2005 Giro di Sicilia – Targa Florio
Well there is such a place. It’s Sicily during the first week of June when the Giro di Sicilia - Targa Florio takes place. Organised by the Veteran Car Club Panormus each year the Giro takes these cars on a circuit of the island over a period of five days. With a history going back almost one hundred years it claims to be the oldest motoring event still in existence.
1906 was when Vincenzo Florio instigated the first "Targa" or "Prix" event to be run over a distance of 420 Km using the roads around Sicily. Starting by the sea at Buonfornello and taking the cars to a height of 1000 meters, the course is reputed to have had more than 1000 bends (having driven some of this years route I can well believe it). Florio then went on to found the Giro di Sicilia in 1912 (16 years before the Mille Miglia) this time with route 965 Km, starting and finishing in Palermo. No longer now is the Giro a race, it’s 900 Km trial for cars and drivers in the form of timed schedules and auto tests, but still using those taxing Sicilian roads.
This year’s entry amounted to 44 cars split into classes according to the age of the vehicle, the oldest being a 1906 Brasier driven by Rene Giordano, through to Joel Humbert’s 1984 Ferrari 288.Drivers and co-drivers mostly came from Europe but in addition there were three teams from the USA. Probably the most famous name was Clay Regazzoni, the ex-Ferrari and BRM works driver, entered in a 1970 Ferrari Daytona. This had been modified for him to drive allowing for the injuries he sustained in the accident that finished his F1 career many years ago.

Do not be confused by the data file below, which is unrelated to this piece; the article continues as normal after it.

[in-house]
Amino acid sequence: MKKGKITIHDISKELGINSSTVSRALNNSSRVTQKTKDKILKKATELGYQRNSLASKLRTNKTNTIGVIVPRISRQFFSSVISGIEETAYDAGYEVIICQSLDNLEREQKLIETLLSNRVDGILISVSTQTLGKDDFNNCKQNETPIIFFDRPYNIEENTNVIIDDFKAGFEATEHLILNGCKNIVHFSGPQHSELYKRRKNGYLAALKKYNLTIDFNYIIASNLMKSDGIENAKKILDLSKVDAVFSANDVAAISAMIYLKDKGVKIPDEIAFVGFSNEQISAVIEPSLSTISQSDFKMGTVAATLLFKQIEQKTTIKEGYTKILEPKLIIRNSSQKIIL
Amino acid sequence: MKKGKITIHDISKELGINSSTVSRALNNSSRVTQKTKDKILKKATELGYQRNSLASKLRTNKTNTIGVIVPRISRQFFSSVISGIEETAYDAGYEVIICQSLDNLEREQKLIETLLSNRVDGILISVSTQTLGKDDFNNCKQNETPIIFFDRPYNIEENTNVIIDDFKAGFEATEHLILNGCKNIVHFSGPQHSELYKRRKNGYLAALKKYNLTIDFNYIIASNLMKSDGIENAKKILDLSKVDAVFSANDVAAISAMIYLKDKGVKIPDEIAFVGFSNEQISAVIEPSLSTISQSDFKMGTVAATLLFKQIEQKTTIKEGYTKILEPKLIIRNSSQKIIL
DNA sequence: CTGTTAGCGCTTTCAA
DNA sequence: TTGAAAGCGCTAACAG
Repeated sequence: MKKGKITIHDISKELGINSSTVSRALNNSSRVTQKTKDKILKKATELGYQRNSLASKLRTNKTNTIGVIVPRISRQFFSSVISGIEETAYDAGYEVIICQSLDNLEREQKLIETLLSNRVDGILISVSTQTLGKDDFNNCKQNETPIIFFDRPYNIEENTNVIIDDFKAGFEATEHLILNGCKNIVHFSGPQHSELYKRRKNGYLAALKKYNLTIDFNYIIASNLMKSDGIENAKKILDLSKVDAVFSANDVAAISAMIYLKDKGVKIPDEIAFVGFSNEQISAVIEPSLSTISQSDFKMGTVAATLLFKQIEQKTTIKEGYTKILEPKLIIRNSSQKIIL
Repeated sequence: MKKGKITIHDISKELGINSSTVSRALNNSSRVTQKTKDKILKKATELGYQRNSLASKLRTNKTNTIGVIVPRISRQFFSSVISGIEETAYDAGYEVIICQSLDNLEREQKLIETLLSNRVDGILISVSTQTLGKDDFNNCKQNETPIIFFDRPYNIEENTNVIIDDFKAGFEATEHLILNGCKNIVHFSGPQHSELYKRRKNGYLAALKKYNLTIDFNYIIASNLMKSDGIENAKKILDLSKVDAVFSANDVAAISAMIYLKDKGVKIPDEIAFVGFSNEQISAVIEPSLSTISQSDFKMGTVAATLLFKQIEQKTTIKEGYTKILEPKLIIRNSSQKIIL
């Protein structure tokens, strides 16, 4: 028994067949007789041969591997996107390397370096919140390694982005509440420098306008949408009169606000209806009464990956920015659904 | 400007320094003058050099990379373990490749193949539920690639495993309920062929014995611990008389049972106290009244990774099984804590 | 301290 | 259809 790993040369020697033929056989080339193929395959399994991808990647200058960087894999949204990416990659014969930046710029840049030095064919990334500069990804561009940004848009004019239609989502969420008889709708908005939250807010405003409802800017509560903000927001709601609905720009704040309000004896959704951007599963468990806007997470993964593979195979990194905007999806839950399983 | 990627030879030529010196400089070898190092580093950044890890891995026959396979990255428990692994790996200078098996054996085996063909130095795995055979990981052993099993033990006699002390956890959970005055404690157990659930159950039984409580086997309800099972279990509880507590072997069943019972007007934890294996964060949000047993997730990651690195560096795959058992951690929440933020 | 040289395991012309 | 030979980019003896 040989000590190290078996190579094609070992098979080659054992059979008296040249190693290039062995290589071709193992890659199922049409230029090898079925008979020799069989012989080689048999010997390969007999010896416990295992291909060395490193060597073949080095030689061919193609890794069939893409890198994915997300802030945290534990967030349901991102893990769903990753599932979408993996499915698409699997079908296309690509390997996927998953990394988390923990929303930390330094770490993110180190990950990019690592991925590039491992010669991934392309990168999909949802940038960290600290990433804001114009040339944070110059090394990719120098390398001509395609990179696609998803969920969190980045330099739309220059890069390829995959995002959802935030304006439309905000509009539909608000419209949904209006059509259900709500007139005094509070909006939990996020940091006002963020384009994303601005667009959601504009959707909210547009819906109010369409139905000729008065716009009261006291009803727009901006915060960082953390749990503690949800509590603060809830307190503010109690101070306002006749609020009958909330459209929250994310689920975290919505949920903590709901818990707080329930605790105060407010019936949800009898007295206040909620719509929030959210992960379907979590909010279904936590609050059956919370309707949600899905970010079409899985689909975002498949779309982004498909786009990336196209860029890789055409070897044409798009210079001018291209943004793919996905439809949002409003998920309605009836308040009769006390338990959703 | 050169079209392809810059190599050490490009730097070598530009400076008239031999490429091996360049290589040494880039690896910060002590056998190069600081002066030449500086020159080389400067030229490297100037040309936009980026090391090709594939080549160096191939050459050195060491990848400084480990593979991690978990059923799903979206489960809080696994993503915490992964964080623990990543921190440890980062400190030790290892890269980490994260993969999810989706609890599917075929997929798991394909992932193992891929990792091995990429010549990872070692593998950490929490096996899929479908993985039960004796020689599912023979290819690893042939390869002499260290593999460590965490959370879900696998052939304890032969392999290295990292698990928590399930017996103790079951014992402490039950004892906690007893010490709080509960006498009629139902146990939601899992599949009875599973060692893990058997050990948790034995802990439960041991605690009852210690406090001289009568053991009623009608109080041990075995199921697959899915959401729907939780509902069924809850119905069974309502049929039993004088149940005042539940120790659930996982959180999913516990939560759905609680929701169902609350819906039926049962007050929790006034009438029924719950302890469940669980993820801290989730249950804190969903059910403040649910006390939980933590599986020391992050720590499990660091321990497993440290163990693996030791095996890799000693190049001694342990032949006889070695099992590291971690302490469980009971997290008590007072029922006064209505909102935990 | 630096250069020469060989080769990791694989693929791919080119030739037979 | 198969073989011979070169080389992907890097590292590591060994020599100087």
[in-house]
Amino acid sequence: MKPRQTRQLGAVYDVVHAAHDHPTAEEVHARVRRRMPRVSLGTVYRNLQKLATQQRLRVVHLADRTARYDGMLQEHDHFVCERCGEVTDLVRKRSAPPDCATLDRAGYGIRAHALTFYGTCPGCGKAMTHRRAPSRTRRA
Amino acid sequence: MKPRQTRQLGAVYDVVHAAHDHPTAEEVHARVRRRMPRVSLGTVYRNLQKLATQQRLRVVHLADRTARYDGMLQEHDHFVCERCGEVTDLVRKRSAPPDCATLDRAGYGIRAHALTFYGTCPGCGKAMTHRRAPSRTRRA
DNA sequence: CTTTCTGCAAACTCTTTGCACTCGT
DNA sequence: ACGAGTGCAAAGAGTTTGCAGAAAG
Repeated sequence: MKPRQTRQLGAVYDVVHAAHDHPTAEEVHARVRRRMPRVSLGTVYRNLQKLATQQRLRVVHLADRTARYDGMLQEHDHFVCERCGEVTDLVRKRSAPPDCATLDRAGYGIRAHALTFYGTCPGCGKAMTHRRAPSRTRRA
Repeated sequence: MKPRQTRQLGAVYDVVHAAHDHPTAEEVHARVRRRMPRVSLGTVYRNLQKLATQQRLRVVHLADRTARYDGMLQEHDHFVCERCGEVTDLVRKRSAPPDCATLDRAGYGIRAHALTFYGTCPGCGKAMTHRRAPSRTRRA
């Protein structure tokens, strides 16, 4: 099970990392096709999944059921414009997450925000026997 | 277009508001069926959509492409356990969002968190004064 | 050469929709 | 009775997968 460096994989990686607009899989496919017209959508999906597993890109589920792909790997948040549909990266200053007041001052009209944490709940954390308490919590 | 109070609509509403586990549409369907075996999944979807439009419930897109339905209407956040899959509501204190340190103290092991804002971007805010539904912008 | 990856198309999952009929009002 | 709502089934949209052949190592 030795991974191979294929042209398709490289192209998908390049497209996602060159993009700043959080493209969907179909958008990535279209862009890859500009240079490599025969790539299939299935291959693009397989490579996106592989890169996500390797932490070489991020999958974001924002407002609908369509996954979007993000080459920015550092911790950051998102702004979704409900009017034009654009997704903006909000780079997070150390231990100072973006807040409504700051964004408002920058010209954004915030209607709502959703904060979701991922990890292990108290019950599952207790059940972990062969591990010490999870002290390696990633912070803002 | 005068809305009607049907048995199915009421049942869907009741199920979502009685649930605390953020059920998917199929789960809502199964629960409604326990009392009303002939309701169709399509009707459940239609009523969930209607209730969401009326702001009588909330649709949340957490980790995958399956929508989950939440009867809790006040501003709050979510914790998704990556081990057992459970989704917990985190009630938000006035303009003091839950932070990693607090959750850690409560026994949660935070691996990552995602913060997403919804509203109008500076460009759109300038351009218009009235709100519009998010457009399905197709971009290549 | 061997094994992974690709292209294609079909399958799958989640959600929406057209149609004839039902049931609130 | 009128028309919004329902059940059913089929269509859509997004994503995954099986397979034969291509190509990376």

As a warm up on the first day, and before the event proper, there was a hill climb up Monte Pellegrino. Situated just to the north of Palermo, Pellegrino’s twisting roads rising some 600 meters above the town. After lunch by the palm tree-fringed beach at Mondello it was time for the cars to move onto Piazza Politeama in the centre of Palermo, ready for the start of the Giro at 9pm.This also allowed the occupants of the city’s noisy rush hour traffic a close up view of these spectacular cars.
By 9pm darkness had fallen over the city and a large crowd gathered to watch the start, they would not be disappointed. Flagged off one at a time, some more cautiously than others, the contestants headed towards their over night stop at Citta’Del Mar 57Km away. Just the sight of James Glickenhaus taking his, newly restored, 1967 Daytona-winning Ferrari P3 through the evening traffic, or the sound of Clay Regazzoni’s Ferrari Daytona as he accelerated along Via Liberta made the trip worthwhile.
Day two’s route was down the western side of the island and along the south coast to Kamarina some 228 Km from the starting point. Already the hairpin bends and steep climbs were beginning to take their toll of both cars and crew. In addition to navigating, using the road book provided, contestants had to arrive at control points exactly on time or lose points.